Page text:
2021 E/M MDM Guidelines: Justify Data Score, Correctly Credit Tests

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2021 E/M MDM Guidelines: Justify Data Score, Correctly Credit Tests

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2021 E/M MDM Guidelines Data

You can get more credit towards higher levels of medical decision making (MDM) using 2021 E/M data guidelines that allow you to give more points for tests that your provider orders and/or reviews. The money is just waiting for you to take it.

Getting paid accurately for your office visits in 2021 hinges on your ability to correctly count the amount of data involved in a service. The new E/M guidelines have massive changes that you MUST master now to avoid leaving dollars on the table – or huge paybacks and penalties.

The 2021 E/M MDM rules for scoring the data category are deceptively simple; there are several gray areas that can trip you up – and land you with too much or too little pay – unless you know how to correctly apply the guidelines …

How to Score MDM Data Per 2021 E/M Guidelines

Out of the three elements of MDM, element #2 for the “Amount and/or Complexity of Data to be Reviewed and Analyzed” has the most new 2021 rules as compared to your old and familiar 1995/1997 guidelines. The new element contains:

2021 EM MDM Guidelines Data_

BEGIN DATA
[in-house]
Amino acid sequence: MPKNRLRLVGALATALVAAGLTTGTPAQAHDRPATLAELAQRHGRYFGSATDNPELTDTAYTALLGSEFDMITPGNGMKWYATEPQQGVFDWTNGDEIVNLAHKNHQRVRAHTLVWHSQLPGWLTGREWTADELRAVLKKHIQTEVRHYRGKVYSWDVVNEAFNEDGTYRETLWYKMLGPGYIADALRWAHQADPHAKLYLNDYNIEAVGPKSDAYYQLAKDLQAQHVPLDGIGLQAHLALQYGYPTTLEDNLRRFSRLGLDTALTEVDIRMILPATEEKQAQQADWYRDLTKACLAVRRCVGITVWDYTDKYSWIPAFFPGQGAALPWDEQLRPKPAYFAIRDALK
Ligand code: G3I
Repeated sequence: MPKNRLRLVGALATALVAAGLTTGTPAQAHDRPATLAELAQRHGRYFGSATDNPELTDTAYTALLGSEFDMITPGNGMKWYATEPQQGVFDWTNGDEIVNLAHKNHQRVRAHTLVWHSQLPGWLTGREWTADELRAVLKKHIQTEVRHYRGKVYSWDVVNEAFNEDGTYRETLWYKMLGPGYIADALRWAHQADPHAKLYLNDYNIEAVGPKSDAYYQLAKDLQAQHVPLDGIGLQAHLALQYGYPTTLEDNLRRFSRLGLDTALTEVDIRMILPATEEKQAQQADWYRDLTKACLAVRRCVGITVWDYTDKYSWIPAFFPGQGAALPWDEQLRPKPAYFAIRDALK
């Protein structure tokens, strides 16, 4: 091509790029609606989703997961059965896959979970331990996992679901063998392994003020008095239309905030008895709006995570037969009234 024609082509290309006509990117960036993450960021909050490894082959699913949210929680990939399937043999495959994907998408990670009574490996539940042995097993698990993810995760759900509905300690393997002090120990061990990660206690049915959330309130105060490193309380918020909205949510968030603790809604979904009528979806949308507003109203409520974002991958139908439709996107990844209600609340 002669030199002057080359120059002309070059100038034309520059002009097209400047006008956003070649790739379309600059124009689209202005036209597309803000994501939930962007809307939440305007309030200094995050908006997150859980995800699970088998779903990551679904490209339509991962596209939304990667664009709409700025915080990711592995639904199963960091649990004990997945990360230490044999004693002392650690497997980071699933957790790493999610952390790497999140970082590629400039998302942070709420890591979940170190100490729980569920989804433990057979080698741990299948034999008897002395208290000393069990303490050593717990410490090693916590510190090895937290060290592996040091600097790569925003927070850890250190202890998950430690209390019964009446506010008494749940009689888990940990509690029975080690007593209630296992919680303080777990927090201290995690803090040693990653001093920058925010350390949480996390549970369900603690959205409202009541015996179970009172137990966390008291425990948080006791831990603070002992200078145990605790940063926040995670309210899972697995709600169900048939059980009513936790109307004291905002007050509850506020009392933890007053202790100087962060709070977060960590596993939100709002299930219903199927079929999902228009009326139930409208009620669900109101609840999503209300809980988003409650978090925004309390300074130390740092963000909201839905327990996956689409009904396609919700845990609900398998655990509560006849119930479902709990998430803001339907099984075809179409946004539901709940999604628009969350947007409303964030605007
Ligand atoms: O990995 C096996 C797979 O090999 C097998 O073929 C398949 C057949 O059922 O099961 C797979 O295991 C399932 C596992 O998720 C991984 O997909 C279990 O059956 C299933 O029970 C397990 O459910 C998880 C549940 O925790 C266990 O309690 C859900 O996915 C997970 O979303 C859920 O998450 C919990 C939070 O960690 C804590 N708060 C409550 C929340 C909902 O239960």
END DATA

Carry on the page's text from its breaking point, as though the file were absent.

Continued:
Give One Point Per Test Modality

You should assign points for ordering and reviewing data for “each unique test,” according to the 2021 E/M guidelines. Tests include:

  • Imaging
  • Labs
  • Psychologic data
  • Physiologic data

You’ve gotten added opportunities to score additional test points. The guidelines state that “the differentiation between single or multiple unique tests is defined in accordance with the CPT code set.”

Here’s how that could affect your scoring. Your physician orders an X-ray and an MRI for a patient.

Old way: According to the 1995/1997 guidelines, you would assign only one point, because these tests are the same modality — both fall under the radiology section of the CPT code set (70010-79999).

Change: In 2021, you’d get two points, because the x-ray and MRI are two different tests (although the modality is the same).

A panel of tests is considered as one unique test. The 2021 guidelines give the example of “basic metabolic panel” (80047). Although the panel contains several tests, they are encompassed under one CPT code.

Ordering a Test is Credited Separately from Reviewing that Test

A big change in the 2021 E/M guidelines is that you can give the provider credit for both ordering and reviewing the same test. The 1995/1997 E/M guidelines credited both pieces together. The credit hinges on the review date. Assign the point based on these scenarios:

  1. Same session results: Provider orders and performs the lab in-house and has the results before the patient leaves. Do not give credit for the order or review.
  2. Different day results provided with no subsequent encounter. A patient’s labs come back a couple days after the visit, and the physician calls the patient to discuss the results. The provider prescribes a medication and amends the documentation for the E/M visit to include review of the test results. You should give the provider credit for both ordering and reviewing the test on that same visit.